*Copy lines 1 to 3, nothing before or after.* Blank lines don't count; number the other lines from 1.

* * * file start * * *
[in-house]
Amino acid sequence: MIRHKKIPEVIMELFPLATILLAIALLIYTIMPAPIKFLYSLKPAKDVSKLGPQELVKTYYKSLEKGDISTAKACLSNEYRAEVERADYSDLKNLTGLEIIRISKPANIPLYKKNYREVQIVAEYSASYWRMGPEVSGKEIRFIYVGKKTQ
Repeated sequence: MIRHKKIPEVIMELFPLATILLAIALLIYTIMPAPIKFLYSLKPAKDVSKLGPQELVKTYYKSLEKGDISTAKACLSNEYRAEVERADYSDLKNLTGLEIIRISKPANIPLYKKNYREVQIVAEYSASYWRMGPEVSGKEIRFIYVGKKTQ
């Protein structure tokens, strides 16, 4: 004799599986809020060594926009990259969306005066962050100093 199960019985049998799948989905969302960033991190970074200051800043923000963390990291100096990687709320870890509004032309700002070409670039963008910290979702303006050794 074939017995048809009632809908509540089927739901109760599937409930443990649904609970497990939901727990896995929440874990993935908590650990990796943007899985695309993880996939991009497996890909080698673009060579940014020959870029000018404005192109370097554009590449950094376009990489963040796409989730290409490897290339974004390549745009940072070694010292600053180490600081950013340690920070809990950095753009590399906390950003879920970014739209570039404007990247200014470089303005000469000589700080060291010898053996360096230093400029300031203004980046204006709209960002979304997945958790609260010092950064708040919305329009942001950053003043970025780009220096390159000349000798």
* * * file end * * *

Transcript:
[in-house]
Amino acid sequence: MIRHKKIPEVIMELFPLATILLAIALLIYTIMPAPIKFLYSLKPAKDVSKLGPQELVKTYYKSLEKGDISTAKACLSNEYRAEVERADYSDLKNLTGLEIIRISKPANIPLYKKNYREVQIVAEYSASYWRMGPEVSGKEIRFIYVGKKTQ
Repeated sequence: MIRHKKIPEVIMELFPLATILLAIALLIYTIMPAPIKFLYSLKPAKDVSKLGPQELVKTYYKSLEKGDISTAKACLSNEYRAEVERADYSDLKNLTGLEIIRISKPANIPLYKKNYREVQIVAEYSASYWRMGPEVSGKEIRFIYVGKKTQ